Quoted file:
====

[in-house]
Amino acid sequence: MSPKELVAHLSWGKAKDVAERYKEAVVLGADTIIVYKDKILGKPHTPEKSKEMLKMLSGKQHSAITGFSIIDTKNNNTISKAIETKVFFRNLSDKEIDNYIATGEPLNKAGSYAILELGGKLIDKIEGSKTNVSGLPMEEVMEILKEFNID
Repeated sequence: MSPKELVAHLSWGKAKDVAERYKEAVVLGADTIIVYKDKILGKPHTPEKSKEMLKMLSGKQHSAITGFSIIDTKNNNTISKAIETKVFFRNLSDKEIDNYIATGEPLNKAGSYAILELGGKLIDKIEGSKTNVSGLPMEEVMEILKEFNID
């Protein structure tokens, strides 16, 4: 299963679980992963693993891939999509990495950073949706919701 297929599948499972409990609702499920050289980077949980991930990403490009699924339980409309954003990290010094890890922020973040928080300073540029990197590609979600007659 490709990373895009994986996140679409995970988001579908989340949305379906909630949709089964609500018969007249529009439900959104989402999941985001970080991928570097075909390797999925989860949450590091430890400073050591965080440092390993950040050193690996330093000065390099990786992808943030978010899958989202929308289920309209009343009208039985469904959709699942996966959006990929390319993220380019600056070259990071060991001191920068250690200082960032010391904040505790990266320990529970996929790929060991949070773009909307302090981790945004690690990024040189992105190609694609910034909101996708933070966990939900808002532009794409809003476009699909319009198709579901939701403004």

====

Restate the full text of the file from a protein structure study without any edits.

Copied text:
[in-house]
Amino acid sequence: MSPKELVAHLSWGKAKDVAERYKEAVVLGADTIIVYKDKILGKPHTPEKSKEMLKMLSGKQHSAITGFSIIDTKNNNTISKAIETKVFFRNLSDKEIDNYIATGEPLNKAGSYAILELGGKLIDKIEGSKTNVSGLPMEEVMEILKEFNID
Repeated sequence: MSPKELVAHLSWGKAKDVAERYKEAVVLGADTIIVYKDKILGKPHTPEKSKEMLKMLSGKQHSAITGFSIIDTKNNNTISKAIETKVFFRNLSDKEIDNYIATGEPLNKAGSYAILELGGKLIDKIEGSKTNVSGLPMEEVMEILKEFNID
């Protein structure tokens, strides 16, 4: 299963679980992963693993891939999509990495950073949706919701 297929599948499972409990609702499920050289980077949980991930990403490009699924339980409309954003990290010094890890922020973040928080300073540029990197590609979600007659 490709990373895009994986996140679409995970988001579908989340949305379906909630949709089964609500018969007249529009439900959104989402999941985001970080991928570097075909390797999925989860949450590091430890400073050591965080440092390993950040050193690996330093000065390099990786992808943030978010899958989202929308289920309209009343009208039985469904959709699942996966959006990929390319993220380019600056070259990071060991001191920068250690200082960032010391904040505790990266320990529970996929790929060991949070773009909307302090981790945004690690990024040189992105190609694609910034909101996708933070966990939900808002532009794409809003476009699909319009198709579901939701403004």